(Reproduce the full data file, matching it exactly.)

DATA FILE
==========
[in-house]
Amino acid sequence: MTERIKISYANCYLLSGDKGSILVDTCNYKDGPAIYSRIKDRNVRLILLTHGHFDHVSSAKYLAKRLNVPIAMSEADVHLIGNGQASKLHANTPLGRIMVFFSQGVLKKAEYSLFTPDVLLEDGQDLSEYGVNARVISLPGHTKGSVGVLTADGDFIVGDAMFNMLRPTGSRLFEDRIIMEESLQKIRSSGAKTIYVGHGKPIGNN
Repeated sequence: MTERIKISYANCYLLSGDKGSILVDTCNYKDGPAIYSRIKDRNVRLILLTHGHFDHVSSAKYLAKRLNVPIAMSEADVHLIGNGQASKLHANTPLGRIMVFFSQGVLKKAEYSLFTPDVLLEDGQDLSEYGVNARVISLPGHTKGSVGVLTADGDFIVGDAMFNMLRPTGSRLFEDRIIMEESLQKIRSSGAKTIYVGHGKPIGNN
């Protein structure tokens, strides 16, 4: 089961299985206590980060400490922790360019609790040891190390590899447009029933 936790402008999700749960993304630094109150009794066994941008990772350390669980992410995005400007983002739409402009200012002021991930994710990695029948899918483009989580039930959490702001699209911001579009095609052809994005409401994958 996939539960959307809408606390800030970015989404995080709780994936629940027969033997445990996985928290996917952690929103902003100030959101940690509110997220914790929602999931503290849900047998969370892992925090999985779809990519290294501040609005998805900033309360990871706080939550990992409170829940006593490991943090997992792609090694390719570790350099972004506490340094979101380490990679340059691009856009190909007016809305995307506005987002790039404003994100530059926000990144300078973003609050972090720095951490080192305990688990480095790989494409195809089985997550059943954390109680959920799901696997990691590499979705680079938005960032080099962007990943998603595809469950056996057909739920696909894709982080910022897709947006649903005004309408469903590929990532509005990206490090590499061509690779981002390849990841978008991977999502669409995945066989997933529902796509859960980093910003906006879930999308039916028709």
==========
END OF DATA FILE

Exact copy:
[in-house]
Amino acid sequence: MTERIKISYANCYLLSGDKGSILVDTCNYKDGPAIYSRIKDRNVRLILLTHGHFDHVSSAKYLAKRLNVPIAMSEADVHLIGNGQASKLHANTPLGRIMVFFSQGVLKKAEYSLFTPDVLLEDGQDLSEYGVNARVISLPGHTKGSVGVLTADGDFIVGDAMFNMLRPTGSRLFEDRIIMEESLQKIRSSGAKTIYVGHGKPIGNN
Repeated sequence: MTERIKISYANCYLLSGDKGSILVDTCNYKDGPAIYSRIKDRNVRLILLTHGHFDHVSSAKYLAKRLNVPIAMSEADVHLIGNGQASKLHANTPLGRIMVFFSQGVLKKAEYSLFTPDVLLEDGQDLSEYGVNARVISLPGHTKGSVGVLTADGDFIVGDAMFNMLRPTGSRLFEDRIIMEESLQKIRSSGAKTIYVGHGKPIGNN
């Protein structure tokens, strides 16, 4: 089961299985206590980060400490922790360019609790040891190390590899447009029933 936790402008999700749960993304630094109150009794066994941008990772350390669980992410995005400007983002739409402009200012002021991930994710990695029948899918483009989580039930959490702001699209911001579009095609052809994005409401994958 996939539960959307809408606390800030970015989404995080709780994936629940027969033997445990996985928290996917952690929103902003100030959101940690509110997220914790929602999931503290849900047998969370892992925090999985779809990519290294501040609005998805900033309360990871706080939550990992409170829940006593490991943090997992792609090694390719570790350099972004506490340094979101380490990679340059691009856009190909007016809305995307506005987002790039404003994100530059926000990144300078973003609050972090720095951490080192305990688990480095790989494409195809089985997550059943954390109680959920799901696997990691590499979705680079938005960032080099962007990943998603595809469950056996057909739920696909894709982080910022897709947006649903005004309408469903590929990532509005990206490090590499061509690779981002390849990841978008991977999502669409995945066989997933529902796509859960980093910003906006879930999308039916028709």